Mon, Jun 28, 2004 - Page 1 News List

Bush praises Turkish democracy

FRIENDSHIP The US president said the Islamic republic could serve as a role model for the Middle East on how to be both Moslem and democratic


US President George W. Bush pledged yesterday that he will fight for Turkey to become a member of the EU, and praised the country as a Moslem nation which embraces democracy and the rule of law.

He held out Turkey as a model for the Middle East as he met with Prime Minister Recep Tayyip Erdogan at the start of an official visit to Turkey a day before a summit in Istanbul of the 26-member NATO alliance.

Bush's first-ever visit to Turkey is officially meant to examine ways to strengthen NATO, but he is also using it to bolster the US relationship with Turkey, a key ally in the region and in the campaign against terrorism.

Turks overwhelmingly opposed the war in Iraq and Bush is widely unpopular. His arrival in Ankara was preceded by a series of protests and bomb blasts, including one on Thursday that injured three people outside the hotel where he is staying and one that killed four people and injured 14 others on a bus.

There was no mention during Bush's visit of the Turkish parliament's rejection last year of a US request to let US troops use Turkish bases as a staging point to invade Iraq from the north.

Instead, Bush emphasized his support for Turkey's bid for admission to the EU.

"I will remind people of this good country that I believe you ought to be given a date by the EU for your eventual acceptance into the EU," he said.

"I appreciate so very much the example your country has set on how to be a Moslem country and at the same time a country which embraces democracy and rule of law and freedom," Bush said.

Bush is hoping his talks with Turkish leaders will smooth the US partnership with the only Moslem nation in the Western alliance.

Distrust of US policy in Iraq reaches from the streets to the halls of government. Politicians here worry that if the new government in Baghdad collapses it will destabilize Iraq, Turkey's neighbor.

At the NATO summit, Bush hopes the alliance will formally agree to train Iraqi security forces.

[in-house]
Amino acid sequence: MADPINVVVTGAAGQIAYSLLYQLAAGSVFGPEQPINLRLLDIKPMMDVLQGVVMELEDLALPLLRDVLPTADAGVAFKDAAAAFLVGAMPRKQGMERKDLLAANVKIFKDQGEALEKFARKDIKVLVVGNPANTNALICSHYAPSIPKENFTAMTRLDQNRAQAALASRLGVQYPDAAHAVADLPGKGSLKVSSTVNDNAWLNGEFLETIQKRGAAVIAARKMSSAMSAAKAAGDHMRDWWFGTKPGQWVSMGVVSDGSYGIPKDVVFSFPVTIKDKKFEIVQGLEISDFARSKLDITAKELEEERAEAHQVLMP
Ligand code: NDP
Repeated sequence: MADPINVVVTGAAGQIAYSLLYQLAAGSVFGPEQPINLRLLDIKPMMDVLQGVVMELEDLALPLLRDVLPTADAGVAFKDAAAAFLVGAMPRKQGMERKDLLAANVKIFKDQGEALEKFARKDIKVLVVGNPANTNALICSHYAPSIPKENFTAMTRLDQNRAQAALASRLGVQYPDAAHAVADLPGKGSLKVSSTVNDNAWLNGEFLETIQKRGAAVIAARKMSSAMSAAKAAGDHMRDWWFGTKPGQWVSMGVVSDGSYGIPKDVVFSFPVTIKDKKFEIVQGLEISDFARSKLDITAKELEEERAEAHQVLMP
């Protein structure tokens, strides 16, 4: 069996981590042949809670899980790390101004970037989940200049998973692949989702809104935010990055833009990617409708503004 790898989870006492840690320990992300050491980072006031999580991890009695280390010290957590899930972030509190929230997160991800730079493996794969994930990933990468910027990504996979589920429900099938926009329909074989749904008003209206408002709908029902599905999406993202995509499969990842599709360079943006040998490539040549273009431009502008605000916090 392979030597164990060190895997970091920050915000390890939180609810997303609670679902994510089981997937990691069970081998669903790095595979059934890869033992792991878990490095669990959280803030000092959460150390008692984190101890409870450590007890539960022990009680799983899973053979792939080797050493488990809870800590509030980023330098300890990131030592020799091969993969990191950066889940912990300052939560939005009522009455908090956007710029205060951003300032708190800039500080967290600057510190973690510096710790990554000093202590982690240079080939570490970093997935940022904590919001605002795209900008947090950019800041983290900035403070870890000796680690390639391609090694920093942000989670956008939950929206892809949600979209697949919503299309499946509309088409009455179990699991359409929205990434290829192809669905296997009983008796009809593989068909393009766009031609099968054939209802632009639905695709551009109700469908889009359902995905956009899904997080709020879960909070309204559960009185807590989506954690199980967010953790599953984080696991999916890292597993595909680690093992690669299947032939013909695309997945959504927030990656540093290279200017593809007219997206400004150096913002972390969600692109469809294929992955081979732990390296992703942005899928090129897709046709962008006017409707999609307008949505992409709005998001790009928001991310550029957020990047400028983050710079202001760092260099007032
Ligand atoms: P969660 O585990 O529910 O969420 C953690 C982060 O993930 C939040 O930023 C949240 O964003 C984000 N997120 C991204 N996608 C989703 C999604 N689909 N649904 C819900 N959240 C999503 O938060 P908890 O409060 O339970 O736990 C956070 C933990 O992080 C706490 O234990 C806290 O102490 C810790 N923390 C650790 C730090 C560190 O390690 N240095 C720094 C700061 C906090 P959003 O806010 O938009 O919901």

NATO nations tentatively agreed on Saturday to respond to interim Iraqi Prime Minister Iyad Allawi's urgent request for military training and equipment. The agreement is expected to be finalized at the summit. The meeting ends tomorrow, a day before the transfer of political power in Iraq.

"Every indication I have now is that NATO is coming together to say that they would be willing to provide police and military training to Iraqi forces," US Secretary of State Colin Powell said on CNN.

In Istanbul, NATO Secretary General Jaap de Hoop Scheffer said yesterday that the NATO mission to train Iraqi forces would involve alliance instructors working both inside and outside the country. However, he told reporters it was too early to say how many NATO military personnel would be going to Iraq or when they would be deployed.

The NATO offer would be a boost for the US, which has sought a wider role by the alliance in Iraq. However, it falls short of earlier US hopes that NATO would deploy troops to help restore order there. Sixteen of the 26 NATO members have individually sent forces to help the US-led coalition.

"NATO has the capability -- and I believe the responsibility -- to help the Iraqi people defeat the terrorist threat that's facing their country," Bush said on Saturday after a US-EU summit in Ireland.

"I hope NATO responds in a positive way because the ultimate success inside of Iraq is going to depend on the ability of the Iraqi citizens to defend themselves," he said.

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